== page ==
We must work with organizations and people who care about the future of our state and are concerned about our children to promote investments in proven solutions that connect families and students to the critical resources. File Photo
Numbers count. That statement isn't meant to be facetious or witty. Numbers really do count, especially the numbers in the most recent edition of the Mississippi KIDS COUNT factbook, which the Mississippi State University Social Science Research Center released earlier this year.
There are some hopeful trends in the numbers. As Mississippi native and award-winning actress Sela Ward points out in the foreword, our state has "improved in 11 of the 16 indicators" that have researchers have used to determine child health and well-being in communities across the country.
However, the numbers also reflect the disparities and inequities in access to critical educational and public-health resources children face in Mississippi's most distressed and disadvantaged communities. The factbook says that one in three of our state's children lives in poverty, and one-third of our state's high-school students are not graduating on time, which means that thousands of Mississippi children don't have opportunities necessary for them realize their potential and contribute meaningfully to their communities, and by extension, to our state.
I can identify with many of those children who face seemingly impossible barriers to access the fundamental resources required for students to excel. Throughout my childhood, my hardworking, Detroit-born parents labored tirelessly to provide the best for my sister and me, while experiencing on-and-off employment and facing the myriad challenges parents contend with on a daily basis. I was fortunate enough to attend Brandon High School, which is in a school district that boasts an annual graduation rate of about 85 percent and has ample resources to support students with a range of educational needs.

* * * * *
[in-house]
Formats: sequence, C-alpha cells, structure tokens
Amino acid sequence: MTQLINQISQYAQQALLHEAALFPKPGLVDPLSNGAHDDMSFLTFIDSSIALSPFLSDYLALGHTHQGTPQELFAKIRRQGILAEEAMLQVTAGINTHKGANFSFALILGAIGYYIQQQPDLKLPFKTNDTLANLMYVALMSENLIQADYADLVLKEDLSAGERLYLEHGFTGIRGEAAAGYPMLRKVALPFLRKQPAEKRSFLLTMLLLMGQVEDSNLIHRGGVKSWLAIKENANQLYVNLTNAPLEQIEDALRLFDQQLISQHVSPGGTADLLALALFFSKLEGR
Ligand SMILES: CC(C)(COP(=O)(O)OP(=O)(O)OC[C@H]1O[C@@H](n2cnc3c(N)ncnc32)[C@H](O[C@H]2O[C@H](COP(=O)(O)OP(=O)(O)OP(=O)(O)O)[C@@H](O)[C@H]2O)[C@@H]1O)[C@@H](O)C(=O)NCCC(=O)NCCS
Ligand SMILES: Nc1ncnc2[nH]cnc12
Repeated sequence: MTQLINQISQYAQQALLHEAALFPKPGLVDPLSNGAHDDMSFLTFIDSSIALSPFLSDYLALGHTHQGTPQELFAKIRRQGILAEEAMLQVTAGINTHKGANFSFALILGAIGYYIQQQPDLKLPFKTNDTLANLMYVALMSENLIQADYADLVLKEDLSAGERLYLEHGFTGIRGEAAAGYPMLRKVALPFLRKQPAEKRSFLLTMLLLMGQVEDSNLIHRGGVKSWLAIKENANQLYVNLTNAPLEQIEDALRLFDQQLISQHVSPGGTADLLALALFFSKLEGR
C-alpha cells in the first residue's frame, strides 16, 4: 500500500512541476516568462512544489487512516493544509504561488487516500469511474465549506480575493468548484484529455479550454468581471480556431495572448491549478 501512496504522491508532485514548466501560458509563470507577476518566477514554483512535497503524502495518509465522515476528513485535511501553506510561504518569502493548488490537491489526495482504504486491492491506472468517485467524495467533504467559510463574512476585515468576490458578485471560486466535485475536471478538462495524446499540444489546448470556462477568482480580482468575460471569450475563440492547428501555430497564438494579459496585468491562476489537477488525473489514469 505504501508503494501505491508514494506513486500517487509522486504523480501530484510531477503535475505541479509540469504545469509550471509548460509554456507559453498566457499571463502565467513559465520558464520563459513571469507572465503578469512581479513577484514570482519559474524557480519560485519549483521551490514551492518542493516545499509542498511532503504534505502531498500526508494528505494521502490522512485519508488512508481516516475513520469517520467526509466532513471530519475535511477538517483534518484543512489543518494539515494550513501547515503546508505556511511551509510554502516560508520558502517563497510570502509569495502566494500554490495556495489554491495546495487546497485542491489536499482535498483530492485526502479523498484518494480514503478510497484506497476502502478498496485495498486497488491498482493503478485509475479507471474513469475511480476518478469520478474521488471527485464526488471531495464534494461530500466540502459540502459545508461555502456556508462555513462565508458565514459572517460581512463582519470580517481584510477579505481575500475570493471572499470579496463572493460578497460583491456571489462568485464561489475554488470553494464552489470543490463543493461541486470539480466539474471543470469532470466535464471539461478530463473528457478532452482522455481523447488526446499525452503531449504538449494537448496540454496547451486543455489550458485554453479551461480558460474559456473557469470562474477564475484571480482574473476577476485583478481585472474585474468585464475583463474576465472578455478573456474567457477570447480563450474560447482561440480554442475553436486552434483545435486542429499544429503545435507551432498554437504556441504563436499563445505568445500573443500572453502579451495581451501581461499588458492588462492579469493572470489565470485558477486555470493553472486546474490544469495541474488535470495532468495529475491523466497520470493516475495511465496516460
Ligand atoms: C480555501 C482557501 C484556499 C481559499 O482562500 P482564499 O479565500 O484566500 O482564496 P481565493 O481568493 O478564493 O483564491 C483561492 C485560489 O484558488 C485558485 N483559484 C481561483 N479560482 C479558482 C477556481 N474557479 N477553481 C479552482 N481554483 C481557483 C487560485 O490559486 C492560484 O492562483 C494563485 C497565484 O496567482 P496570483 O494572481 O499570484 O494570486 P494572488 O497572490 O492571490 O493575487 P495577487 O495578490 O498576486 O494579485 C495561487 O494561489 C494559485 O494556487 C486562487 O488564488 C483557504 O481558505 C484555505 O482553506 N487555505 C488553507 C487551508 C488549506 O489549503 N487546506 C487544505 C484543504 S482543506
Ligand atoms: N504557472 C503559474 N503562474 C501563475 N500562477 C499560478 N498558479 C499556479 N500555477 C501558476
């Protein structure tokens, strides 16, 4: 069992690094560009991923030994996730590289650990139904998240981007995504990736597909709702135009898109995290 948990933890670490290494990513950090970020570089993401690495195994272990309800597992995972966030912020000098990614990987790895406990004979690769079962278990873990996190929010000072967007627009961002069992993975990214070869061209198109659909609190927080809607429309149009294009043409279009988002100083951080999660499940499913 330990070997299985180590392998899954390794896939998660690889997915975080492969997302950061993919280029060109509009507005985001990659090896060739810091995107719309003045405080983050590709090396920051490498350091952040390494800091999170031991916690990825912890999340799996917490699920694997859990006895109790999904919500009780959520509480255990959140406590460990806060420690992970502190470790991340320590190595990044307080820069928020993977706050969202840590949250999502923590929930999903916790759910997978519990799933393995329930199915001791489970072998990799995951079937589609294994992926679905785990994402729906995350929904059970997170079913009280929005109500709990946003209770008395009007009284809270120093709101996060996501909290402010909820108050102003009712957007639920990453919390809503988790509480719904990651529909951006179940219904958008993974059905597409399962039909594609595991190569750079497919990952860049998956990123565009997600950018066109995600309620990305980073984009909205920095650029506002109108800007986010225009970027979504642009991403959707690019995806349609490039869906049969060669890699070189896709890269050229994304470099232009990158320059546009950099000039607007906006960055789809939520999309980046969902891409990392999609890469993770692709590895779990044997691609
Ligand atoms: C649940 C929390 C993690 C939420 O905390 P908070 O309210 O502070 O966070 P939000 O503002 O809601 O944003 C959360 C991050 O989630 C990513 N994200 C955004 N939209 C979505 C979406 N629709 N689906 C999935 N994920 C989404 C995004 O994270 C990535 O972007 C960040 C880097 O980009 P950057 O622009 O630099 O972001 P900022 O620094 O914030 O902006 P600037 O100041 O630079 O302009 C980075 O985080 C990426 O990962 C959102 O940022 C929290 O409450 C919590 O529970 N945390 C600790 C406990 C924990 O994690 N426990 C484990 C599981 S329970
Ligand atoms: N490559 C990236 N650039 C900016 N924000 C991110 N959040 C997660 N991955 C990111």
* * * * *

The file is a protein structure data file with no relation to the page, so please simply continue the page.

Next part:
Brandon High School stands in stark contrast to high schools in districts in Greenville and others in the Mississippi Delta, where nearly one-third of high-school students do not graduate. And even the students who do graduate from schools in resource-strapped districts tend to lack access to the tools and programs that will connect them to training or education after high school that can lead to meaningful employment.
They can access some of those tools relatively easily. For example, at Get2College, we help students and families complete the Free Application for Federal Student Aid, which has been shown to be a predictor of college enrollment. As a matter of fact, statistics show that 90 percent of high school seniors who complete the FAFSA attend college directly from high school, and more than half of students who complete the FAFSA earn a bachelor's degree within six years of enrollment.
Some of the other tools that students need will require hard work and a commitment to equal access to opportunity throughout the state. We must work with organizations and people who care about the future of our state and are concerned about our children to promote investments in proven solutions that connect families and students to the critical resources.
The numbers in the Mississippi KIDS COUNT factbook should compel us to drive change at every level because Mississippi's children don't need numbers—they need solutions. One of those solutions I work on every day is helping Mississippians access and complete post-secondary educational programs that will contribute to a Mississippi where fewer children live in poverty and more young people have the opportunity to secure jobs that provide family-sustaining income.
We cannot be complacent with where we stand as a state, and we cannot sit idly by while these staggering disparities continue to confront our fellow Mississippians.
We cannot simply hope for a better future. We must act.
Chellese Hall is the communications manager at Woodard Hines Education Foundation.